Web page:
• Sheath: The curves of the gemstone patterns, lines in the knife profile, and pattern of the engraving are echoed in the dramatic sheath. The sheath is a large and significant stunning piece of work, fully and intricately hand-carved, hand-tooled, and hand-dyed front, back, and on the belt loop. The red of the sheath matches the brightest parts of the gemstone handle, and the black in the sheath reflects the hematite in the stone. I inlaid 16 pieces of black Frog Skin in the front and back, hand-stitched the sheath with black nylon with double row stitching on the belt loop for durability, and sealed the sheath with a glossy hand-buffed finish for longevity. The sheath is deep and thick, protecting the knife and wearer, with a high back and low front that allows a glimpse of the beautiful and prominent bolsters and handle.
  • This is a stunning knife, one that took a lot of detailed creative effort, and an object of unique beauty, blending the ancient with the modern.

Thanks, G. L.!

The feel, balance, and natural ergonomic design of the Sargon handle is exceptional – more than any other knife I have ever previously held, it really feels like a natural extension of the hand, and is quite secure and comfortable to hold, as I’m sure it will be to use. The engraving on the bolsters is aesthetically appealing and perfect (at least to my eyes), but not so ornate as to detract from the other elements of the knife. And the fossilized stromatolite algae handle scales are as beautiful to behold, as they are to contemplate – timeless, in fact. To imagine the huge span of time witnessed by this exceptional material, and realize that our entire lifetimes, or indeed, the existence of mankind, occupy but a vanishingly small fraction of the time taken for it to form, and its subsequent persistence on earth, is a truly humbling realization.

As I have with the other works I acquired from you, I very much appreciate the exacting and detailed filework on the spine of this knife, as well as the edgework. Finally, the mirror polish of the blade, its mellifluous lines, and its exquisite sharpness combine to make it a treasure to behold, but also one of the finest, yet most fundamental of tools. (The unique combination of utility, and art, are, first and foremost, the qualities that piqued my interest in fine, handmade knives at the outset, as I am sure is the case for many knife aficionados).

As I had already mentioned in my earlier missive, I was extremely impressed by the thought and execution of the sheath you created for the Sargon. In my humble opinion, it represents one of the finest and most complex sheaths you’ve ever created (at least of those I am familiar with). Its construction and contrasts result in a sort of trompe l'oeil effect, so that it appears to me, not as a simple, flat surface, but a truly three-dimensional structure which, viewed under the correct conditions, “jumps out at the viewer.” The bold colors of the leather nicely complement the scale gemstone as well. (BTW, one observes some extremely interesting optical effects when illuminating the scales with a green (532 nm) or red (693 nm) laser at an acute angle – certain mineral elements apparently behave as optical conduits when thus illuminated. I will attempt to photograph the effect and forward the results to you later.)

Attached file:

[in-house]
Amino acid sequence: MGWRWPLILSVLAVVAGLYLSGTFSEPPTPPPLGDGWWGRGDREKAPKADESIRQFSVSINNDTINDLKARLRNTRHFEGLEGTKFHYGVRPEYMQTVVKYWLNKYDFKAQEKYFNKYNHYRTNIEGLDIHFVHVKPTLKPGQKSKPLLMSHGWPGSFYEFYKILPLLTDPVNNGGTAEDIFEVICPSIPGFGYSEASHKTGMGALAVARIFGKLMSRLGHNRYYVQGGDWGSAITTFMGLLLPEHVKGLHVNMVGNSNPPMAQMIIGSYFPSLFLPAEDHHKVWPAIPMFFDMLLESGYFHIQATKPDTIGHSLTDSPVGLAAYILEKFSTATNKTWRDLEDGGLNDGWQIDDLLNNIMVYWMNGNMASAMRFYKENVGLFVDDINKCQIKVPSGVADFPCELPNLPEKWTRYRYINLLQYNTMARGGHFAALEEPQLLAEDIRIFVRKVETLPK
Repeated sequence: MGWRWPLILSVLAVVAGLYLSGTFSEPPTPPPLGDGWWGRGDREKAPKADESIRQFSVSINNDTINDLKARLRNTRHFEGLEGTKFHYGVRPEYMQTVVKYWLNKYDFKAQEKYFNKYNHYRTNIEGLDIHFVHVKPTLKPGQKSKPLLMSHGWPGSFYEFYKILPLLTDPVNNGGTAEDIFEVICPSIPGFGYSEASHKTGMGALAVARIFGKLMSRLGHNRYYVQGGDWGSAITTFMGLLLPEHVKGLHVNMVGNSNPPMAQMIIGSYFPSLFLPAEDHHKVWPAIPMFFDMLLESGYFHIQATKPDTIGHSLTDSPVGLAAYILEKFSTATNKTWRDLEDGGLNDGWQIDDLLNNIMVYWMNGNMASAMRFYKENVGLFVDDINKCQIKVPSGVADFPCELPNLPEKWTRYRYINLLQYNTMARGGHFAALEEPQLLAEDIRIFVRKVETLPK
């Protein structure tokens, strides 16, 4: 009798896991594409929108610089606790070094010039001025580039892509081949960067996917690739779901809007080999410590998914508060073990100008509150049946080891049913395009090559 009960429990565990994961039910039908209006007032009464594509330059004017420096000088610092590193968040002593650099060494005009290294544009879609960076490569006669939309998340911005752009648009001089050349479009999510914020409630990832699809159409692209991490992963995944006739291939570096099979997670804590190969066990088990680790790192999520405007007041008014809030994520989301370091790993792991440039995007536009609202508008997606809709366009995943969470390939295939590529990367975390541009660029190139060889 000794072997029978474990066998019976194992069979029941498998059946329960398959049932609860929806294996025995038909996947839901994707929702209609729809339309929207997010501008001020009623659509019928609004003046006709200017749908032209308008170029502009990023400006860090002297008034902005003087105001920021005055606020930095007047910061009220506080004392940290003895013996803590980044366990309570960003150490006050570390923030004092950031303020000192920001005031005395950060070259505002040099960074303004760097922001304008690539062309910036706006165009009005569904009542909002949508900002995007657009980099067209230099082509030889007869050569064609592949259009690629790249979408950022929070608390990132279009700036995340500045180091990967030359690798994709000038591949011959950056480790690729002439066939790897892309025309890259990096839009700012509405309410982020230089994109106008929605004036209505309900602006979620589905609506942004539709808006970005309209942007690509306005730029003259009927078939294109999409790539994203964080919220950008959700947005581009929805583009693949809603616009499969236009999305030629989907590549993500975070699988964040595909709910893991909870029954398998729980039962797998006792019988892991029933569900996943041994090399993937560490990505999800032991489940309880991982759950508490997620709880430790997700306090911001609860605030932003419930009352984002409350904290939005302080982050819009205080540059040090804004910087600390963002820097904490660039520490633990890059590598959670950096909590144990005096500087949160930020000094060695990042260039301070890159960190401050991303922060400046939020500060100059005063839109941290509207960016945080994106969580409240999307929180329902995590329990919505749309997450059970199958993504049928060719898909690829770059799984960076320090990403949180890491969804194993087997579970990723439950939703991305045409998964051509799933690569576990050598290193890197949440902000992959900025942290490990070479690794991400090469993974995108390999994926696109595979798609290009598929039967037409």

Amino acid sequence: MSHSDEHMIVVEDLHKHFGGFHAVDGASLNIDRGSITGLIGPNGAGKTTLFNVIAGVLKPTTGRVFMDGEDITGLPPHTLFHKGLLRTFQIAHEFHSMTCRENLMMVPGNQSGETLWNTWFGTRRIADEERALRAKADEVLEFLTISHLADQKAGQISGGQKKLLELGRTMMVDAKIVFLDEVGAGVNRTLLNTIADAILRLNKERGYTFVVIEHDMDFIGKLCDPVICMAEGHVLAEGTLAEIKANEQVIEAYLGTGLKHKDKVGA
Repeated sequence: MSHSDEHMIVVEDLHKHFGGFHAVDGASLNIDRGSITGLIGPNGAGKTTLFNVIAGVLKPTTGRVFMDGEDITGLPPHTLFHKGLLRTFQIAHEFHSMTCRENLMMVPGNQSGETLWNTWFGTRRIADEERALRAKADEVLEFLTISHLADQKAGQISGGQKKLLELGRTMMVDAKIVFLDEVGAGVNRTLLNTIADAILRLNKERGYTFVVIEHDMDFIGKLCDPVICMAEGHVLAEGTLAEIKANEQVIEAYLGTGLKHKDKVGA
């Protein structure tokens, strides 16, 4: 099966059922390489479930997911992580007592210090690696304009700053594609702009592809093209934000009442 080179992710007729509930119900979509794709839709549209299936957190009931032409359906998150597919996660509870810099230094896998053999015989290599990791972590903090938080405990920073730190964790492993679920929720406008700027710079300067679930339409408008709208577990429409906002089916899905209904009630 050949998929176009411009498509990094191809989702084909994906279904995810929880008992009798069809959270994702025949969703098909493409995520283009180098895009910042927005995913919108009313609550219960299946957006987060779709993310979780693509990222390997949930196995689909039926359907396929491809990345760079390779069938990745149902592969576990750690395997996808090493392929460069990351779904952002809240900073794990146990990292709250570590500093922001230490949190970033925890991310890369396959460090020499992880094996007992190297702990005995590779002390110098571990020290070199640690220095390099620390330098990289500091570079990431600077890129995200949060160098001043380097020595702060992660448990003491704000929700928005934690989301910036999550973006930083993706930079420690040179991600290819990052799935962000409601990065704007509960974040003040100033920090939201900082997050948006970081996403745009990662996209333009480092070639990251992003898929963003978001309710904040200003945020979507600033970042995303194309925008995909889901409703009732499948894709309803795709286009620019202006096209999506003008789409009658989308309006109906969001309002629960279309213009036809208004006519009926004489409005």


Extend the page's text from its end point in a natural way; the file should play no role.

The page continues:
Jay, I must apologize for the fact that my crude descriptions, coupled with my rather nascent knowledge and understanding of knife-making art and technology can neither adequately nor eloquently describe my appreciation of your creations. I am certain, that, with time, education, and observation, I will eventually become better enabled to do so on many more levels than I can currently. Fortunately, your extraordinarily detailed website provides all of the means required for such an education. (Moreover, I must have a better look at the knife under natural sunlight, instead of the grim artificial light I currently have available.)

--G. L.


Please click on thumbnail knife photos
"Sargon" reverse side view. Sheath back has full tooling and inlay, double row stitched belt loop, and full finish "Sargon" spine edgework, filework detail. Filework is truncated, punchy vine, accurate and crisp throughout the fully tapered tang. "Sargon" inside handle tang detail. Bolsters are dovetailed and bed the hard jasper fossil handle scales, all surfaces are smoothly polished and contoured. "Sargon" reverse side handle detail. Curves of engraving reflect the fossilized microbes and algae that once lived hundreds of millions of years ago on our planet. "Sargon" obverse side front and mid-bolster pair hand-engraving detail. This photo is about a four power enlargement of the knife, showing the detail "Sargon" reverse side rear bolster engraving, gemstone handle scale 4 power enlargement. The patterns in the fossil are fascinating and highly figured "Sargon" point detail. Lines of the powder metal technology tool steel blade are elegant, graceful, and strong. "Sargon" sheathed view. Sheath is brightly hand polished and sealed, with black frogskin inlays in hand-carved leather shoulder "Sargon" sheath mouth view. Sheath is deep and thick-bodied, and will last for generations. "Sargon" sheath front, inlay and tooling detail. Sheath is hand-dyed, inlaid with multiple panels of real frog skin. "Sargon" sheath back, belt loop detail. Loop is stitched with double rows of black nylon for strength, back and loop are hand-carved, hand-dyed, tooled and inlaid with frog